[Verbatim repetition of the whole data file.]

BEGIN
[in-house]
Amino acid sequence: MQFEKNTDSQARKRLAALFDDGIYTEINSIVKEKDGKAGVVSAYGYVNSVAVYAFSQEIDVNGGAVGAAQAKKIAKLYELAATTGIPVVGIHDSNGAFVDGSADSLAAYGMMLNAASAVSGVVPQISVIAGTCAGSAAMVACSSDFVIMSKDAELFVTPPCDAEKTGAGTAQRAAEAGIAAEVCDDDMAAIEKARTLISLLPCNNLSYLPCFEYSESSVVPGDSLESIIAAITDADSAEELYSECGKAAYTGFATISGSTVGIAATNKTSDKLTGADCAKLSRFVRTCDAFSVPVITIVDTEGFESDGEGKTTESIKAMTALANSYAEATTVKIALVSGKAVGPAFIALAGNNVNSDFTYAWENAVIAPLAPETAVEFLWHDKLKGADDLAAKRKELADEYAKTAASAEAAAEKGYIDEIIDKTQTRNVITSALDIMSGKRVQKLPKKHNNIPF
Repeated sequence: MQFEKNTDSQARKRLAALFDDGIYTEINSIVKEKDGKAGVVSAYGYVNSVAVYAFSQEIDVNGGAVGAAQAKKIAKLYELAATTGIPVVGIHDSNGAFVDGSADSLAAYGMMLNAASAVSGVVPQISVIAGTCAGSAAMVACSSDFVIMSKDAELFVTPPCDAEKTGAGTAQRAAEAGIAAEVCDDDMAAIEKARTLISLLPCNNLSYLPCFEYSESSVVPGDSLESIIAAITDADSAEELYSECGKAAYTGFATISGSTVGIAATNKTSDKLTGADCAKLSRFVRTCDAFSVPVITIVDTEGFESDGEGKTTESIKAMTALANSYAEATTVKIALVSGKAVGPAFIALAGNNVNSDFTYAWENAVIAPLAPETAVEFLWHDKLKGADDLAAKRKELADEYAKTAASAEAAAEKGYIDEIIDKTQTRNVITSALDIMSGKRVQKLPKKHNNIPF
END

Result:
[in-house]
Amino acid sequence: MQFEKNTDSQARKRLAALFDDGIYTEINSIVKEKDGKAGVVSAYGYVNSVAVYAFSQEIDVNGGAVGAAQAKKIAKLYELAATTGIPVVGIHDSNGAFVDGSADSLAAYGMMLNAASAVSGVVPQISVIAGTCAGSAAMVACSSDFVIMSKDAELFVTPPCDAEKTGAGTAQRAAEAGIAAEVCDDDMAAIEKARTLISLLPCNNLSYLPCFEYSESSVVPGDSLESIIAAITDADSAEELYSECGKAAYTGFATISGSTVGIAATNKTSDKLTGADCAKLSRFVRTCDAFSVPVITIVDTEGFESDGEGKTTESIKAMTALANSYAEATTVKIALVSGKAVGPAFIALAGNNVNSDFTYAWENAVIAPLAPETAVEFLWHDKLKGADDLAAKRKELADEYAKTAASAEAAAEKGYIDEIIDKTQTRNVITSALDIMSGKRVQKLPKKHNNIPF
Repeated sequence: MQFEKNTDSQARKRLAALFDDGIYTEINSIVKEKDGKAGVVSAYGYVNSVAVYAFSQEIDVNGGAVGAAQAKKIAKLYELAATTGIPVVGIHDSNGAFVDGSADSLAAYGMMLNAASAVSGVVPQISVIAGTCAGSAAMVACSSDFVIMSKDAELFVTPPCDAEKTGAGTAQRAAEAGIAAEVCDDDMAAIEKARTLISLLPCNNLSYLPCFEYSESSVVPGDSLESIIAAITDADSAEELYSECGKAAYTGFATISGSTVGIAATNKTSDKLTGADCAKLSRFVRTCDAFSVPVITIVDTEGFESDGEGKTTESIKAMTALANSYAEATTVKIALVSGKAVGPAFIALAGNNVNSDFTYAWENAVIAPLAPETAVEFLWHDKLKGADDLAAKRKELADEYAKTAASAEAAAEKGYIDEIIDKTQTRNVITSALDIMSGKRVQKLPKKHNNIPF